As theClassics are included in Max Müller’s SacredBooks of the East, we can thus confirm that their “real importance is to befound in their general character as the “oldest” records making “the beginningof … documentary, in opposition to purely traditional history” (Girardot 2002:236). They are therefore not only important for their “religious views” (236),but for their knowledge on society and the individual. Onthe other hand, one could argue that the Confucian Classics should not bedescribed as “sacred”. First and foremost, although they make references toreligion and religious values, they are not considered religious texts because theywere primarily ethical and ceremonial, seen “as the record of human wisdom inthe form of the words and deeds of the sages” (Levering 1989: 182). Rather, theywere said to either come from the “ancient sage-kings of the legendary ThreeDynasties of Xia, Shang and early Zhou or to Confucius himself” (Nylan 2001: 16),neither of these professing to have some divine power or authority. Indeed, in The Analects, Confucius claimed to onlyaspire to be “a transmitter not a maker” (Legge 1815-1897: 78) and only soughtto relay the knowledge of the ancients.
Therefore, unlike for example, theIndian Vedas, described as”possessing “power, authority, unicity and divine inspiration”, … unmistakably a collection of “holy,” “sacred,”or “religious” scriptures” (Girardot 2002: 232-233), the Classics are ratherassociated with “teachings of Confucian morality and virtue” (Oldstone-Moore2002: 39) and thus, do not seem to inspire the awe and reverence among theChinese population as they perhaps used to.Forit is worth noting that because they were instated as the official stateideology during the Western Han Dynasty, the Classics were known and followedby everyone, and thus could be interpreted as “sacred”. However, the 1905abolition of the exam system, symbolised the end of Confucianism and thusprovoked a steady decline of its followers and readers. Therefore, nowadays,the only people who would consider the Classics as “sacred” are Confucianscholars, making up less than one percent of the world population, and thus, tothe majority of the Chinese population, the Classics do not inspire the”powerful and inviolable” (Levering 1989: 8) aspect that other religiousscriptures might do.Toconclude, the Chinese Classics, can be described as “sacred texts” because for morethan two thousand years, the ruling elite found their spiritual and politicalguidance through the texts and the vast majority of the population accepted theteachings. Although Confucianism has declined during the early twentiethcentury, the sacrality of the texts should not be diminished, as Confucianismstill has many followers worldwide who consider these texts as sacred. However,we must also consider that associating texts with adjectives is quite objectiveand thus what someone might believe to be sacred, another might regard as thecomplete opposite.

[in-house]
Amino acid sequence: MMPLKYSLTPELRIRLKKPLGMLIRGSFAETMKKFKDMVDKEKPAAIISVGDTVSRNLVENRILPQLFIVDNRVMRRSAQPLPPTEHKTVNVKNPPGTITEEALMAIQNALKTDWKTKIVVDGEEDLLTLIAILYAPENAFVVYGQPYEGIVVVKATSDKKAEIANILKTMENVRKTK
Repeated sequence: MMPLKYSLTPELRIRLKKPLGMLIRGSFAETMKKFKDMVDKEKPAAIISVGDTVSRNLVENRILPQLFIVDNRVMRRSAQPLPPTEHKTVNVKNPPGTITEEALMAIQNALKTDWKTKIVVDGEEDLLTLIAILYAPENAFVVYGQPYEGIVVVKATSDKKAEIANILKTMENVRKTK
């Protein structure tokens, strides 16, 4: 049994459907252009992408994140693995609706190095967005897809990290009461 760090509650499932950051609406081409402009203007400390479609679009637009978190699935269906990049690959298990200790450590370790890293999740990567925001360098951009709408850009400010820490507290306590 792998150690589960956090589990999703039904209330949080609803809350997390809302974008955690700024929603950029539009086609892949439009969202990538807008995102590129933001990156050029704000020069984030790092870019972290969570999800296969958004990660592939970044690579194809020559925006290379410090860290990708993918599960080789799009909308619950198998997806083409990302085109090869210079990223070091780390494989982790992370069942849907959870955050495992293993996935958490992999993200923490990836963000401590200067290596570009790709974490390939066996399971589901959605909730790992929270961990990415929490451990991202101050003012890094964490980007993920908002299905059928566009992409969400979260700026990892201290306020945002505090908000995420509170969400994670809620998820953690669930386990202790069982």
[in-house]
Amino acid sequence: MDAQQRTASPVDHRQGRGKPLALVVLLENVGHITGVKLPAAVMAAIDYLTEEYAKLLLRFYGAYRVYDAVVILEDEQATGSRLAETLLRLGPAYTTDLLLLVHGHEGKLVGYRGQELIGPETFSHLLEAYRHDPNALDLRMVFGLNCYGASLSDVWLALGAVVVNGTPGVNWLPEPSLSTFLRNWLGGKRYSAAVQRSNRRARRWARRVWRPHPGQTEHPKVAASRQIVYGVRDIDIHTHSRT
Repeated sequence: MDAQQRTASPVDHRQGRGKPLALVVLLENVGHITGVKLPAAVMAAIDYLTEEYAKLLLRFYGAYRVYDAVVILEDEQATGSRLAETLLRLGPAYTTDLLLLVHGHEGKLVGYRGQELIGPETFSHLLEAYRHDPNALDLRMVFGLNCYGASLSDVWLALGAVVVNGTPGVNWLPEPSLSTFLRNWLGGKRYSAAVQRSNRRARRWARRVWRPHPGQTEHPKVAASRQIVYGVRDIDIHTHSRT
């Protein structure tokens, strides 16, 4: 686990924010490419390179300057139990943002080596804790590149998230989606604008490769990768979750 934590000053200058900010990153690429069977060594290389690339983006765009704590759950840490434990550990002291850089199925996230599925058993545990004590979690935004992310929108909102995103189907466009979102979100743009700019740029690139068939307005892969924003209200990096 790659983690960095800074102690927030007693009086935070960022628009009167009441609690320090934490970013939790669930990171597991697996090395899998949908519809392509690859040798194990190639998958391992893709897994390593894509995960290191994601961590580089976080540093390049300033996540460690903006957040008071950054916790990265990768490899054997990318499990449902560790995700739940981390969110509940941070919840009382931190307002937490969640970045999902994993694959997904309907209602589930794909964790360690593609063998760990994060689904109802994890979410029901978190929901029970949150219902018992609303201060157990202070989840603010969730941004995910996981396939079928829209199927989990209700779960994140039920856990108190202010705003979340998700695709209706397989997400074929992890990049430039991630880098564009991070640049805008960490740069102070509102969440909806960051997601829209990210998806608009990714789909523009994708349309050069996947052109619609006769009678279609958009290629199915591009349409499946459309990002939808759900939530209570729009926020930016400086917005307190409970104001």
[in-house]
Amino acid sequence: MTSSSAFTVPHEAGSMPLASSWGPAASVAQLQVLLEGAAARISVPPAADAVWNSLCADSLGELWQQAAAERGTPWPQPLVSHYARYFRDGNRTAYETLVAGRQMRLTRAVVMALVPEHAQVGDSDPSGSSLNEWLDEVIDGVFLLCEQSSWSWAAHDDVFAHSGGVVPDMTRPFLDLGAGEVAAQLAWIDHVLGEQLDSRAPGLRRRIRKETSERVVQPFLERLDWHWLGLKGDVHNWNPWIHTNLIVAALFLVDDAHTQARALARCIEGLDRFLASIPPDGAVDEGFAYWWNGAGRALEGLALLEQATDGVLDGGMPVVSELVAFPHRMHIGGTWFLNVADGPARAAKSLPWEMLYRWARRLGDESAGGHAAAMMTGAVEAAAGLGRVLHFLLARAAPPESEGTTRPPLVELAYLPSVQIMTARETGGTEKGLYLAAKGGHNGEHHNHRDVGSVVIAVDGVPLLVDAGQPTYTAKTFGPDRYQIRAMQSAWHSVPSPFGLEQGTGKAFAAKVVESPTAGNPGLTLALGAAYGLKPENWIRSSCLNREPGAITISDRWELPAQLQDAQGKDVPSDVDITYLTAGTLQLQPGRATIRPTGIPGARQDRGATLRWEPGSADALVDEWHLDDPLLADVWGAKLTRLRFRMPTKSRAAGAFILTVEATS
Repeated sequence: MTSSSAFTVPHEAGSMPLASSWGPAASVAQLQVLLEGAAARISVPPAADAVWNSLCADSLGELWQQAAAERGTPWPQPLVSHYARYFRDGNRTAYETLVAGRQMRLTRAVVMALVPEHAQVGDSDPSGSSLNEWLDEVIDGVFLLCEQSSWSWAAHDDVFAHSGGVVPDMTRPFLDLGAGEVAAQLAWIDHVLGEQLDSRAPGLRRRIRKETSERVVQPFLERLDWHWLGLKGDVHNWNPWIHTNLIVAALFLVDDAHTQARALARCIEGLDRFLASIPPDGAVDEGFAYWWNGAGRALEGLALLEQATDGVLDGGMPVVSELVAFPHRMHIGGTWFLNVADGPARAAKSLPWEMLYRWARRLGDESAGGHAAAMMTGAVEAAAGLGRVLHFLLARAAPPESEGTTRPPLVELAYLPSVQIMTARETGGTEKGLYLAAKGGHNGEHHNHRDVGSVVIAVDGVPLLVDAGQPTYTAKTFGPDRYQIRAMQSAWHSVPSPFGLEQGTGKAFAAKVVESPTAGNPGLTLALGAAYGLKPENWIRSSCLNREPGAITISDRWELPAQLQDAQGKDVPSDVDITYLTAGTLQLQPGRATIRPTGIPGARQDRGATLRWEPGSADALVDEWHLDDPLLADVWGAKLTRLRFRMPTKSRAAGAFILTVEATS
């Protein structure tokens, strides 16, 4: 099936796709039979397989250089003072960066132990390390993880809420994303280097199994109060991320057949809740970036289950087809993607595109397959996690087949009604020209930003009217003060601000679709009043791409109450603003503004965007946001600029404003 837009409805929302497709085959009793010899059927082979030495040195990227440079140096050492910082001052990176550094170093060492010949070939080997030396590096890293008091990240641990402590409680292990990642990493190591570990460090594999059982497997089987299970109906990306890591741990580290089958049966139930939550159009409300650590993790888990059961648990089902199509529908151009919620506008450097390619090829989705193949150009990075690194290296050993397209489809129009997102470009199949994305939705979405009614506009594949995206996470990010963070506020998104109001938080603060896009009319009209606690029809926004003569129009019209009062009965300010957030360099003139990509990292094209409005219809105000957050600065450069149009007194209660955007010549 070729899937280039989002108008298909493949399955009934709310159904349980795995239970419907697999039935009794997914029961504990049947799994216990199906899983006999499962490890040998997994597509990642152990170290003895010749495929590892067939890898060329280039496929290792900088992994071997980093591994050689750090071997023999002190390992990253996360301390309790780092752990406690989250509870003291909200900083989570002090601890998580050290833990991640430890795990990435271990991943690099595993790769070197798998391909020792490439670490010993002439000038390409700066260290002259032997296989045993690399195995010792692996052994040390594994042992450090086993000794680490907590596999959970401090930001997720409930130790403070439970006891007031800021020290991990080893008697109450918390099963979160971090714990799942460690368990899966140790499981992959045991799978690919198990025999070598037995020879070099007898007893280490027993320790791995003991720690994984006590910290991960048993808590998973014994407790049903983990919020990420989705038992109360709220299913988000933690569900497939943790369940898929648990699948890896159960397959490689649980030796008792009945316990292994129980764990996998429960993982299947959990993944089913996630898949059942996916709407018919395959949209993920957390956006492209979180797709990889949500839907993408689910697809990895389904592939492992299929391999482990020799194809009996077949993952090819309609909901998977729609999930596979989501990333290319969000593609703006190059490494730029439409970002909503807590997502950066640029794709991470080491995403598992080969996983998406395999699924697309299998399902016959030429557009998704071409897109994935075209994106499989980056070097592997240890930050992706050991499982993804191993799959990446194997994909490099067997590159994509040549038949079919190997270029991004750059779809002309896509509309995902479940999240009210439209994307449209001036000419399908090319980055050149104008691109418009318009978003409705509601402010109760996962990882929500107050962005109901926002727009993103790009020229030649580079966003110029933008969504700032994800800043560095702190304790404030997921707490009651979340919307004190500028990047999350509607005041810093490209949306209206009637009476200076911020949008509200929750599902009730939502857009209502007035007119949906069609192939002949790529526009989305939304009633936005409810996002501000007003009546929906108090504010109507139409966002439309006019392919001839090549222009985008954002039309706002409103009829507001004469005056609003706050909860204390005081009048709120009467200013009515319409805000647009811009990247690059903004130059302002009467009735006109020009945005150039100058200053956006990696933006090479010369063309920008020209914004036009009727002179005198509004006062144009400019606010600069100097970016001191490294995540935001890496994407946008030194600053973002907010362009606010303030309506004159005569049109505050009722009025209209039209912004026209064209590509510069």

Nevertheless, despite the Classics not being divinelyrevealed, they are sacred in the sense that they uphold values, such asmorality, filial piety, justice and humanity, that are still considerablyrelevant in Chinese society to this day and will continue to be so in thefuture.1 TheBook of Changes, The Book of Odes, The Classic of History, The Three Rites andthe Spring and Autumn Annals2 TheMencius, The Analects of Confucius, Doctrine of the Mean, The Great Learning